The suit was
filed in the U.S. District Court for the Southern District of New York, and
includes as defendants the U.S. Treasury Secretary and Commissioner of Internal
New York, New
Jersey and Connecticut, which are high-tax states whose taxpayers will be
significantly affected by the new limit, formed a coalition in January to
challenge the limit. Maryland joined the
coalition in May.
Related: Repayments Under U.S. Payback Agreement No Longer Deductible
argue that the limit violates the 10th and 16th Amendments to the Constitution,
and also Article 1, section 8. The complaint notes:
“[T]he new cap effectively eviscerates the SALT deduction, overturning more
than 150 years of precedent by drastically curtailing the deduction’s scope. As
the drafters of the Sixteenth Amendment and every subsequent Congress have
understood, the SALT deduction is essential to prevent the federal taxing power
from interfering with the States’ sovereign authority to make their own choices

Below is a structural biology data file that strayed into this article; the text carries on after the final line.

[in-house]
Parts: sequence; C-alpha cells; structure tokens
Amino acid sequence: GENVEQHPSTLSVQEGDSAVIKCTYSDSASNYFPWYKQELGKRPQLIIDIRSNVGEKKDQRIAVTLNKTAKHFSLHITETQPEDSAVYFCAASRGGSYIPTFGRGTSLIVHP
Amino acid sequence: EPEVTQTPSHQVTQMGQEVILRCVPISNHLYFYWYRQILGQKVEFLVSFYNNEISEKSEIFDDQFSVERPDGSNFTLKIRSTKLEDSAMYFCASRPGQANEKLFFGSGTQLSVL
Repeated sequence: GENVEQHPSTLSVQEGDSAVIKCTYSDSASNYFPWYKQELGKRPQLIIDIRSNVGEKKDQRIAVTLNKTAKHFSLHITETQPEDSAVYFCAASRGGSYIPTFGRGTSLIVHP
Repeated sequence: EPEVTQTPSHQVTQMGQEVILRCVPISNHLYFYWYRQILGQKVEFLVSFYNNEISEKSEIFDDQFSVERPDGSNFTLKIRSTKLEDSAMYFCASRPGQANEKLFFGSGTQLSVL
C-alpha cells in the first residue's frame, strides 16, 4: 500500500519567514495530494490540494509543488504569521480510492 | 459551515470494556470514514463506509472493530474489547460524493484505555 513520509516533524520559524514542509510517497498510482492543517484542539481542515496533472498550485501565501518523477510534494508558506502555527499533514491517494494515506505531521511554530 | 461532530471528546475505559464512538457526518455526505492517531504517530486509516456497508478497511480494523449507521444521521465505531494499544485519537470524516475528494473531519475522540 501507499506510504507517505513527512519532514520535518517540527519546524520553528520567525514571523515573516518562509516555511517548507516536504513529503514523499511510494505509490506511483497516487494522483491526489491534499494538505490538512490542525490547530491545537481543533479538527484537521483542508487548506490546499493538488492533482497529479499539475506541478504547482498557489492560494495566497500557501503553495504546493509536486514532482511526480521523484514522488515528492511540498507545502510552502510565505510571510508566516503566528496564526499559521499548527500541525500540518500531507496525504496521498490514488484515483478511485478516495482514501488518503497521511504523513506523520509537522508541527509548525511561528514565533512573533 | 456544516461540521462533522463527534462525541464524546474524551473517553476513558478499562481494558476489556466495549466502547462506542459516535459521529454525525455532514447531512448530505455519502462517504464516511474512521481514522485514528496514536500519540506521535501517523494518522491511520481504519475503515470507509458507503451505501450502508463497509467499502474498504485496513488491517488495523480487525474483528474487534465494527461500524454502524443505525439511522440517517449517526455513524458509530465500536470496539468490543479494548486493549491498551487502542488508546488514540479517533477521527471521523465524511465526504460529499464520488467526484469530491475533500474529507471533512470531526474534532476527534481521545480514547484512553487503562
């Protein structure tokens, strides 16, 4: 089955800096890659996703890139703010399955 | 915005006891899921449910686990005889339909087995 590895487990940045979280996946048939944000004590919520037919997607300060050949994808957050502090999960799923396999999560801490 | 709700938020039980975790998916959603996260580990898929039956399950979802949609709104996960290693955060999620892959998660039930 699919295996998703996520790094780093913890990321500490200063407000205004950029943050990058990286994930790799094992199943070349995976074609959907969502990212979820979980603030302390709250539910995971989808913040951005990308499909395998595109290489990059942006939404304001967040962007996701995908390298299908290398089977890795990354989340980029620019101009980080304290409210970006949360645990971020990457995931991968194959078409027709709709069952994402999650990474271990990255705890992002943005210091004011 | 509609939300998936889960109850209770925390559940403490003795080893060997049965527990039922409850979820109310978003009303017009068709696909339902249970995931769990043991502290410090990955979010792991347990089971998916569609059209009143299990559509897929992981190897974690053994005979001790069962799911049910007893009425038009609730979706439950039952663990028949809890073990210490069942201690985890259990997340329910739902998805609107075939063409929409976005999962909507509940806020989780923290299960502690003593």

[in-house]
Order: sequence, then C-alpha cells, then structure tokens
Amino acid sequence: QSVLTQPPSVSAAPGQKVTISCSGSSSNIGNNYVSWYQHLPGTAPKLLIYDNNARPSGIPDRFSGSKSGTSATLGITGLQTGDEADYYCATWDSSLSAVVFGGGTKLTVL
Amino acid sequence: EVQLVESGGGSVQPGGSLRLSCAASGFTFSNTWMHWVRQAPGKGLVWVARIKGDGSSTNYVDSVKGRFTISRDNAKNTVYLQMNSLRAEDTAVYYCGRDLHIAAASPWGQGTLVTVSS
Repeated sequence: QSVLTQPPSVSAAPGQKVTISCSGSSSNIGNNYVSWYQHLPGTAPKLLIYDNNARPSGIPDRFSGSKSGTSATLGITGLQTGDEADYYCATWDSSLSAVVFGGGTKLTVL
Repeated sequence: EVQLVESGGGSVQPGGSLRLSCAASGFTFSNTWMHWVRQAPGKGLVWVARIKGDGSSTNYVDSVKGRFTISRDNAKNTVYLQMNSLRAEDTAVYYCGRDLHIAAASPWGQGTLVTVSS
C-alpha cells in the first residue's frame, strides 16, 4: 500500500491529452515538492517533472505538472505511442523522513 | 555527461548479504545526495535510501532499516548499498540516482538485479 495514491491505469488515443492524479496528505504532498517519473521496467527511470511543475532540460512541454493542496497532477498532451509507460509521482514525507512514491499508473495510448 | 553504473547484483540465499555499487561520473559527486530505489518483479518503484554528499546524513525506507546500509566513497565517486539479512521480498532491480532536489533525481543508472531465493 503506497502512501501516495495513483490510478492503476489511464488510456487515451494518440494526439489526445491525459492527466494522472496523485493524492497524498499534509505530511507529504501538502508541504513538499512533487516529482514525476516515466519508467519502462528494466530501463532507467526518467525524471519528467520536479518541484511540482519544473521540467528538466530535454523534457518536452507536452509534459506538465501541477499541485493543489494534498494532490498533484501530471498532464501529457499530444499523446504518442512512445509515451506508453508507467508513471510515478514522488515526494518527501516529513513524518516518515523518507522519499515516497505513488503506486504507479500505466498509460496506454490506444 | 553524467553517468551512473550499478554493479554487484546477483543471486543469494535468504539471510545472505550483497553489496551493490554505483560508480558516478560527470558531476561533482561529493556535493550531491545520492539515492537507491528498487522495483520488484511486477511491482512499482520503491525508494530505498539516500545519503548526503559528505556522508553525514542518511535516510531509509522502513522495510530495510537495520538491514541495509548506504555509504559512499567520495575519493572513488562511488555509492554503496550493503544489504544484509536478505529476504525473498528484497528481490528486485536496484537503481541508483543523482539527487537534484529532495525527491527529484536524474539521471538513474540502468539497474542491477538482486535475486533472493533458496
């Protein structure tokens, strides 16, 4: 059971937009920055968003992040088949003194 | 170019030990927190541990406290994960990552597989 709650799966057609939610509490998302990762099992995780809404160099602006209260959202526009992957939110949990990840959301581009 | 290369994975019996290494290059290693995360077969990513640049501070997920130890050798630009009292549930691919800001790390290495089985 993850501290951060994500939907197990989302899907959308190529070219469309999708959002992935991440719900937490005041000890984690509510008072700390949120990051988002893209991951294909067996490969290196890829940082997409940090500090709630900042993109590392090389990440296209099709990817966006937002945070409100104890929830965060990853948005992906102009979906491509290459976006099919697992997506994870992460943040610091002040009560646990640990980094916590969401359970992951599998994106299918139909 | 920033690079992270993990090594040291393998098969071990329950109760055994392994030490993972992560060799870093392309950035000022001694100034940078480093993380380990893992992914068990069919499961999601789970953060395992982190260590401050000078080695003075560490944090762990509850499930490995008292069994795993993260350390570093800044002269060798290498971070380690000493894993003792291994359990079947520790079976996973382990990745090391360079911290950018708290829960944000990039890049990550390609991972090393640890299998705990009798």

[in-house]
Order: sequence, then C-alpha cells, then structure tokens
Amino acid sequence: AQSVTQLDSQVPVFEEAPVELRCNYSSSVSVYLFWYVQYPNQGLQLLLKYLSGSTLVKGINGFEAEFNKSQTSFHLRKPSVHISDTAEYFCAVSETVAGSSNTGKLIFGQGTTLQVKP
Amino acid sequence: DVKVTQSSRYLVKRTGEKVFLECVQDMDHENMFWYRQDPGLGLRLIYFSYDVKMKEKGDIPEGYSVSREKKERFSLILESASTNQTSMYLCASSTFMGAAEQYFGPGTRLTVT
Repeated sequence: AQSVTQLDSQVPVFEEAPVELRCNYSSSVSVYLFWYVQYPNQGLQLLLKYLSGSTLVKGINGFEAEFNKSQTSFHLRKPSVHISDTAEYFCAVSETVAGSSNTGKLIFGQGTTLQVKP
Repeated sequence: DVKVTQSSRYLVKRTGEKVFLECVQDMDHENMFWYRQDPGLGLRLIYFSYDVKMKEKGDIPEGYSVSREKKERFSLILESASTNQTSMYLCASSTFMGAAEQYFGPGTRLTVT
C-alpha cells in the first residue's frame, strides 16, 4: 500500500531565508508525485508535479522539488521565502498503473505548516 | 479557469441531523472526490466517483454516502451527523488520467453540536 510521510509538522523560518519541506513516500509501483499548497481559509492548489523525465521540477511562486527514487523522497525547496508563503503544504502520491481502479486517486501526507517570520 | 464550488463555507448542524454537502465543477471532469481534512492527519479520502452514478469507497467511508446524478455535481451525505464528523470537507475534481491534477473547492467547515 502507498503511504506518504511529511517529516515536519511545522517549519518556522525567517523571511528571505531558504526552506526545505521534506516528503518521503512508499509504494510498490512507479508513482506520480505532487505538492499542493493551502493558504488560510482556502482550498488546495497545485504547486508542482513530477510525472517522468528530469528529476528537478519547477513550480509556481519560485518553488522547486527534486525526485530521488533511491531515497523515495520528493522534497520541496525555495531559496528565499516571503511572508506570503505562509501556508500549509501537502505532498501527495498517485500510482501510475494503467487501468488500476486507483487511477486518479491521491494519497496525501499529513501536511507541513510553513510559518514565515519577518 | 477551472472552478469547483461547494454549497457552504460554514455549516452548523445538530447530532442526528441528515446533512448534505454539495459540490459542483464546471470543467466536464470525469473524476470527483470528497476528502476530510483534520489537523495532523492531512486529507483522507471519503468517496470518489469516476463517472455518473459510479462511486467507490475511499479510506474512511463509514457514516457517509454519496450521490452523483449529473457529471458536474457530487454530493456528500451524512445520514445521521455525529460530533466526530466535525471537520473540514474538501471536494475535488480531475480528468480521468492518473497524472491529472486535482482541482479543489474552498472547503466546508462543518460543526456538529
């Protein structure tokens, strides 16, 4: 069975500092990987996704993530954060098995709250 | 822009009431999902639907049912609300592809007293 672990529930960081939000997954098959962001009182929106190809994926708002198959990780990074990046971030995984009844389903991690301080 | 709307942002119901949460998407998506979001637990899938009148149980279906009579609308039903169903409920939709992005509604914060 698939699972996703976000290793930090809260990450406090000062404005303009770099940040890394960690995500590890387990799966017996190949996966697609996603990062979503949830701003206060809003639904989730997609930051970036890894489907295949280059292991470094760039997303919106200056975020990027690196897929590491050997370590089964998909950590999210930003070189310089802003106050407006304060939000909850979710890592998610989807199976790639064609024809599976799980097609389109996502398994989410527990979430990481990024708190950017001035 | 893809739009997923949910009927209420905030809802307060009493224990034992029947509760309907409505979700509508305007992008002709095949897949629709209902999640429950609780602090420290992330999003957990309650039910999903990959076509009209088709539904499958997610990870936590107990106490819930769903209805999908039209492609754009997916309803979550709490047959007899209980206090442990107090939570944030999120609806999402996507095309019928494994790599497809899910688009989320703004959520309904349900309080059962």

about whether and how much to invest in their own residents, businesses,
infrastructure, and more-authority that is guaranteed by the Tenth Amendment
and foundational principles of federalism.”
also allege that Congress violated Article 1, section 8, by attempting to
“coerce the states into lowering their taxes and cutting the services those
taxes support.” The complaint includes an economic analysis that the states
argue shows the limit will result in raising taxes on residents, decreasing
home values, and making it more difficult for states to raise the revenue they
need to provide essential services.
experts expressed doubt that the lawsuit will be successful, but also believe
that it will advance and be heard at some point. When that might be is unknown.
However, a rapid resolution is unlikely, and taxpayers should assume that their
state and local tax deductions will be limited to $10,000 for 2018.
that gross up for taxable relocation must take account of the reduced state and
local tax deduction, which will negatively affect some transferees. Those
transferees whose taxes are not reduced under the TCJA may be under-withheld,
and may have inadequate gross-ups. Companies who do not already do so may face
pressure to revisit gross-ups at year end for those transferees who consider
the gross-up inadequate.
Related: U.S. Treasury & IRS to Address State Tax Deduction 'Workarounds'